Commissioners Colasardo, Sauser and Stehlik at Tuesday’s Special Meeting (Photo: Kirkner)
At a special meeting on Tuesday night, the Tourism and Recreation Commission reviewed requests that had been passed down to it from Town Council regarding the Measure R funding cycles, and how awards are currently being determined. See halfway through Lunch’s report from the Council meeting where the requests were developed, “So what did Council talk about?” https://thesheetnews.com/archives/3226, to get up to speed.
Tourism and Recreation Director Danna Stroud explained on Tuesday that there were a few things Council had asked the Commission to review. These included dealing with the perception issue that there are conflicts of interest when the Commission makes its award recommendations, and using a point system when awarding Measure R funding, among other things.
Commission Chair Bill Sauser expressed his thoughts that the notion of a conflict of interest was a non-issue.
“The only perceived conflict was Knud [Svendsen] because he works for Mammoth Mountain, but his employer is supportive of all the programs so it’s a moot point,” Sauser said.
Stroud added that Council did feel that a conflict of interest would be difficult to prove at the Tourism and Recreation level because the Commission does not have any authority to spend money. It was, however, still on the list of items to review.
“Trying to justify not giving money to a group is the only mistake we’ve made,” Sauser continued. “A group was unhappy with how the money was allotted and is now politicking council members.”
The group Sauser was referring to is Mammoth Nordic which asked for $355,000 in funding when there was only about $120,000 in the pot for spring awards.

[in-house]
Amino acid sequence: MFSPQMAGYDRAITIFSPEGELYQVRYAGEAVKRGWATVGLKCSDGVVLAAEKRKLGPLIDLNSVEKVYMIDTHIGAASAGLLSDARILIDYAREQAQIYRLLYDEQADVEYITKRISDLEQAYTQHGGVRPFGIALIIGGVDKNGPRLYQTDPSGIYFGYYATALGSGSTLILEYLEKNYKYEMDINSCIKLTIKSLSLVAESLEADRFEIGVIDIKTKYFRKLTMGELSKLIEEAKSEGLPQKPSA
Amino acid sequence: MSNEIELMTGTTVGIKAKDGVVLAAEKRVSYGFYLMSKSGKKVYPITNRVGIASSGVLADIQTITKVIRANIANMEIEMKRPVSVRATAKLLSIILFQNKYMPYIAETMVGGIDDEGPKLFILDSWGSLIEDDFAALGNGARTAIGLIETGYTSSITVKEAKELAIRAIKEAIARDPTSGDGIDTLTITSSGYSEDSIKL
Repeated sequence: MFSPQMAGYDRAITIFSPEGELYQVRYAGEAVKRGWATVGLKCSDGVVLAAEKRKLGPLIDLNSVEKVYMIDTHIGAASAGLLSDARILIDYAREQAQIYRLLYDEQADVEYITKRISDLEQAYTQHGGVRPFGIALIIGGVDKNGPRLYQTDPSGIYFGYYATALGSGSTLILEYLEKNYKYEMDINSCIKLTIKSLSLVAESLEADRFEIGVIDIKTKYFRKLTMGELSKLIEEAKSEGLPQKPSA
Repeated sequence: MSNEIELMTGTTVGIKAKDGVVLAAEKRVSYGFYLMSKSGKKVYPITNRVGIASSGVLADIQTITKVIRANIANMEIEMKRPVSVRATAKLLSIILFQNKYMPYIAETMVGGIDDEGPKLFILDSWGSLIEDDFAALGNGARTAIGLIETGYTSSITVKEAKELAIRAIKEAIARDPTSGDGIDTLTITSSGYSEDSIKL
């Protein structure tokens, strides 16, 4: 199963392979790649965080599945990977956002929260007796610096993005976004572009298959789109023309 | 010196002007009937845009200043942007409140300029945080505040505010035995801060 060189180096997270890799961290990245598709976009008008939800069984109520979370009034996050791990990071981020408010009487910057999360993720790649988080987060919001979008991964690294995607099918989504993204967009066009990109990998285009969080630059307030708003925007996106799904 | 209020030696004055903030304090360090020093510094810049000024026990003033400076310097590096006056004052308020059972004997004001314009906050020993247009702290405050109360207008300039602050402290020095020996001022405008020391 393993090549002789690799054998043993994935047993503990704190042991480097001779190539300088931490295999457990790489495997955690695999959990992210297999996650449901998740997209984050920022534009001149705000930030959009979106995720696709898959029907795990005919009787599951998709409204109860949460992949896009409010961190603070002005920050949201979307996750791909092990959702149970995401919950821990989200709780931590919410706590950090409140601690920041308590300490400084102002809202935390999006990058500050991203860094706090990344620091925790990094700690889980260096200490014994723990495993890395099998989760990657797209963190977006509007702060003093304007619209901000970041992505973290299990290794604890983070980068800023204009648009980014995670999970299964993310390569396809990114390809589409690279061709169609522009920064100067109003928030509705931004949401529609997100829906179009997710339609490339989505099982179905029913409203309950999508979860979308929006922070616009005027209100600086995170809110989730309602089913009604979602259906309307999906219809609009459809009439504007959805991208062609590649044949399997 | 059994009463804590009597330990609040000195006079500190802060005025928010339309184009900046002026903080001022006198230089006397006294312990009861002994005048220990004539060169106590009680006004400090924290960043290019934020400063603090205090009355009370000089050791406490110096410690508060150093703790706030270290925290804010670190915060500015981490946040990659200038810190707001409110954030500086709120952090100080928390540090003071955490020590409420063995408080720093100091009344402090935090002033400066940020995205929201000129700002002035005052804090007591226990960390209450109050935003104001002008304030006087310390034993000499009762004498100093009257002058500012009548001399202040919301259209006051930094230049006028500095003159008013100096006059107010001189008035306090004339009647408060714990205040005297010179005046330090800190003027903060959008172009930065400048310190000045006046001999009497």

Commissioner Teri Stehlik then turned to the requested point system. “A point system is no more objective than what we’ve done,” she said. “Perhaps if it’s a tight race between two projects, then we could use points, but putting a point on each project is not going to make it more applicable.”
Both Stehlik and Sauser felt that if Council wanted to understand the Commission’s process then it should have a workshop with the Commission, come sit in at Commission meetings, or have the Commission meetings taped for later review.
Commission Tony Colasardo pointed out that an evaluation was needed of the whole Measure R process, which was the intent from the very beginning of the Measure’s implementation, as a review of the process is built into the ordinance. So the Commission began to discuss the potential of reconvening the Measure R Steering Committee every two years to review and evaluate the successes and failures of the process.
For more on this story pick up a copy of this Friday’s print version of The Sheet.